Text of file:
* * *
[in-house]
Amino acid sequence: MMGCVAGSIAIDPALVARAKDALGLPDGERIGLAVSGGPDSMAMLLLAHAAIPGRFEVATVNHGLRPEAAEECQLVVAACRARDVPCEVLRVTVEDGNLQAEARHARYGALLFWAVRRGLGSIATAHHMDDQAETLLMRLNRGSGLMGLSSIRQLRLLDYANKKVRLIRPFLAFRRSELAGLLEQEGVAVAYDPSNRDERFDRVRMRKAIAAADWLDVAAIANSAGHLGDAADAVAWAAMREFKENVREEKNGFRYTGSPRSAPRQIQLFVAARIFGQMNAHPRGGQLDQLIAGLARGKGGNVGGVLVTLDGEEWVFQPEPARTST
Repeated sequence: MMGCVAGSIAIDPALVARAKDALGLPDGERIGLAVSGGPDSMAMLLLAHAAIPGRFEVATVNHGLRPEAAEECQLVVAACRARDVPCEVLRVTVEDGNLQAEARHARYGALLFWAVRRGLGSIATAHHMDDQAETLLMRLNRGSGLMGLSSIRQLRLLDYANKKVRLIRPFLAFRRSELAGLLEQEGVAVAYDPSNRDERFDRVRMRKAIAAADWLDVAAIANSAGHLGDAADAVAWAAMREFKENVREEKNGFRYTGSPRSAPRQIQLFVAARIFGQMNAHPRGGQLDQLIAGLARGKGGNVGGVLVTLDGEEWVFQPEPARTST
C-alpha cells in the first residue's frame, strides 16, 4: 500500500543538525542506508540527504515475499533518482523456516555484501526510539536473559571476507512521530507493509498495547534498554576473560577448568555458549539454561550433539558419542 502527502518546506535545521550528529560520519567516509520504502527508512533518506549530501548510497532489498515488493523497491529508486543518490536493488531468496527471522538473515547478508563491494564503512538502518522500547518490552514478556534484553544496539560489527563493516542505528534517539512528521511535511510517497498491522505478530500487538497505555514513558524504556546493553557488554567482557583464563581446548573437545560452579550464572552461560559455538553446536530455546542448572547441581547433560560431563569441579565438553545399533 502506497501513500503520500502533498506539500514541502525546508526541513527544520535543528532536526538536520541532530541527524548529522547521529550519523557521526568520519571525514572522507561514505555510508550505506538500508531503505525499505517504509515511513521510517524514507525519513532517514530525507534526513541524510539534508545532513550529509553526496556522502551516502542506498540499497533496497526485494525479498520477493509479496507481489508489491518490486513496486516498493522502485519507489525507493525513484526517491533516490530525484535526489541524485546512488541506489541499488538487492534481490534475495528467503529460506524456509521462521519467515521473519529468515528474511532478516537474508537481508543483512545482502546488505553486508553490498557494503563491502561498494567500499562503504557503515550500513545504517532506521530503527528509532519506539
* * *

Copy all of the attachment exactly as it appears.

[in-house]
Amino acid sequence: MMGCVAGSIAIDPALVARAKDALGLPDGERIGLAVSGGPDSMAMLLLAHAAIPGRFEVATVNHGLRPEAAEECQLVVAACRARDVPCEVLRVTVEDGNLQAEARHARYGALLFWAVRRGLGSIATAHHMDDQAETLLMRLNRGSGLMGLSSIRQLRLLDYANKKVRLIRPFLAFRRSELAGLLEQEGVAVAYDPSNRDERFDRVRMRKAIAAADWLDVAAIANSAGHLGDAADAVAWAAMREFKENVREEKNGFRYTGSPRSAPRQIQLFVAARIFGQMNAHPRGGQLDQLIAGLARGKGGNVGGVLVTLDGEEWVFQPEPARTST
Repeated sequence: MMGCVAGSIAIDPALVARAKDALGLPDGERIGLAVSGGPDSMAMLLLAHAAIPGRFEVATVNHGLRPEAAEECQLVVAACRARDVPCEVLRVTVEDGNLQAEARHARYGALLFWAVRRGLGSIATAHHMDDQAETLLMRLNRGSGLMGLSSIRQLRLLDYANKKVRLIRPFLAFRRSELAGLLEQEGVAVAYDPSNRDERFDRVRMRKAIAAADWLDVAAIANSAGHLGDAADAVAWAAMREFKENVREEKNGFRYTGSPRSAPRQIQLFVAARIFGQMNAHPRGGQLDQLIAGLARGKGGNVGGVLVTLDGEEWVFQPEPARTST
C-alpha cells in the first residue's frame, strides 16, 4: 500500500543538525542506508540527504515475499533518482523456516555484501526510539536473559571476507512521530507493509498495547534498554576473560577448568555458549539454561550433539558419542 502527502518546506535545521550528529560520519567516509520504502527508512533518506549530501548510497532489498515488493523497491529508486543518490536493488531468496527471522538473515547478508563491494564503512538502518522500547518490552514478556534484553544496539560489527563493516542505528534517539512528521511535511510517497498491522505478530500487538497505555514513558524504556546493553557488554567482557583464563581446548573437545560452579550464572552461560559455538553446536530455546542448572547441581547433560560431563569441579565438553545399533 502506497501513500503520500502533498506539500514541502525546508526541513527544520535543528532536526538536520541532530541527524548529522547521529550519523557521526568520519571525514572522507561514505555510508550505506538500508531503505525499505517504509515511513521510517524514507525519513532517514530525507534526513541524510539534508545532513550529509553526496556522502551516502542506498540499497533496497526485494525479498520477493509479496507481489508489491518490486513496486516498493522502485519507489525507493525513484526517491533516490530525484535526489541524485546512488541506489541499488538487492534481490534475495528467503529460506524456509521462521519467515521473519529468515528474511532478516537474508537481508543483512545482502546488505553486508553490498557494503563491502561498494567500499562503504557503515550500513545504517532506521530503527528509532519506539